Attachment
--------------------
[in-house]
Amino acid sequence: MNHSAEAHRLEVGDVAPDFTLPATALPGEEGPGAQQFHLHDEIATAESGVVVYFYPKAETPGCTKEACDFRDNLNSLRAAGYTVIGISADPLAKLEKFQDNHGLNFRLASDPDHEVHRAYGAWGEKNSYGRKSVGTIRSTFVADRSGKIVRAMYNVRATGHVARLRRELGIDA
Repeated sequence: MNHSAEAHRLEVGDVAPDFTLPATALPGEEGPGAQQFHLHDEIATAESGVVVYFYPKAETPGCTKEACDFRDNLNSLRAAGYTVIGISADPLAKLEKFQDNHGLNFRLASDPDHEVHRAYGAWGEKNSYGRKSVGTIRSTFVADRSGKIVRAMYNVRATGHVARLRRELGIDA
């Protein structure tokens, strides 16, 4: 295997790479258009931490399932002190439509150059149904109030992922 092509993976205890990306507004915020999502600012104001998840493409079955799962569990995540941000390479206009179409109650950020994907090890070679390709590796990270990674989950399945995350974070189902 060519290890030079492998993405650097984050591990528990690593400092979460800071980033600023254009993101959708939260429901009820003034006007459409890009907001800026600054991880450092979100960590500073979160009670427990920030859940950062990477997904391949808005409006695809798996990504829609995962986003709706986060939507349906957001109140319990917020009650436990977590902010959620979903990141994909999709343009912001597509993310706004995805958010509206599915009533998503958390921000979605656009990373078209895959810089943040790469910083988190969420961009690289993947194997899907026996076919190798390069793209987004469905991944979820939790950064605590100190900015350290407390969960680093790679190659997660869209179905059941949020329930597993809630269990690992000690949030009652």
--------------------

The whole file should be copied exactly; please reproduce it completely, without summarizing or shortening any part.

[in-house]
Amino acid sequence: MNHSAEAHRLEVGDVAPDFTLPATALPGEEGPGAQQFHLHDEIATAESGVVVYFYPKAETPGCTKEACDFRDNLNSLRAAGYTVIGISADPLAKLEKFQDNHGLNFRLASDPDHEVHRAYGAWGEKNSYGRKSVGTIRSTFVADRSGKIVRAMYNVRATGHVARLRRELGIDA
Repeated sequence: MNHSAEAHRLEVGDVAPDFTLPATALPGEEGPGAQQFHLHDEIATAESGVVVYFYPKAETPGCTKEACDFRDNLNSLRAAGYTVIGISADPLAKLEKFQDNHGLNFRLASDPDHEVHRAYGAWGEKNSYGRKSVGTIRSTFVADRSGKIVRAMYNVRATGHVARLRRELGIDA
């Protein structure tokens, strides 16, 4: 295997790479258009931490399932002190439509150059149904109030992922 092509993976205890990306507004915020999502600012104001998840493409079955799962569990995540941000390479206009179409109650950020994907090890070679390709590796990270990674989950399945995350974070189902 060519290890030079492998993405650097984050591990528990690593400092979460800071980033600023254009993101959708939260429901009820003034006007459409890009907001800026600054991880450092979100960590500073979160009670427990920030859940950062990477997904391949808005409006695809798996990504829609995962986003709706986060939507349906957001109140319990917020009650436990977590902010959620979903990141994909999709343009912001597509993310706004995805958010509206599915009533998503958390921000979605656009990373078209895959810089943040790469910083988190969420961009690289993947194997899907026996076919190798390069793209987004469905991944979820939790950064605590100190900015350290407390969960680093790679190659997660869209179905059941949020329930597993809630269990690992000690949030009652």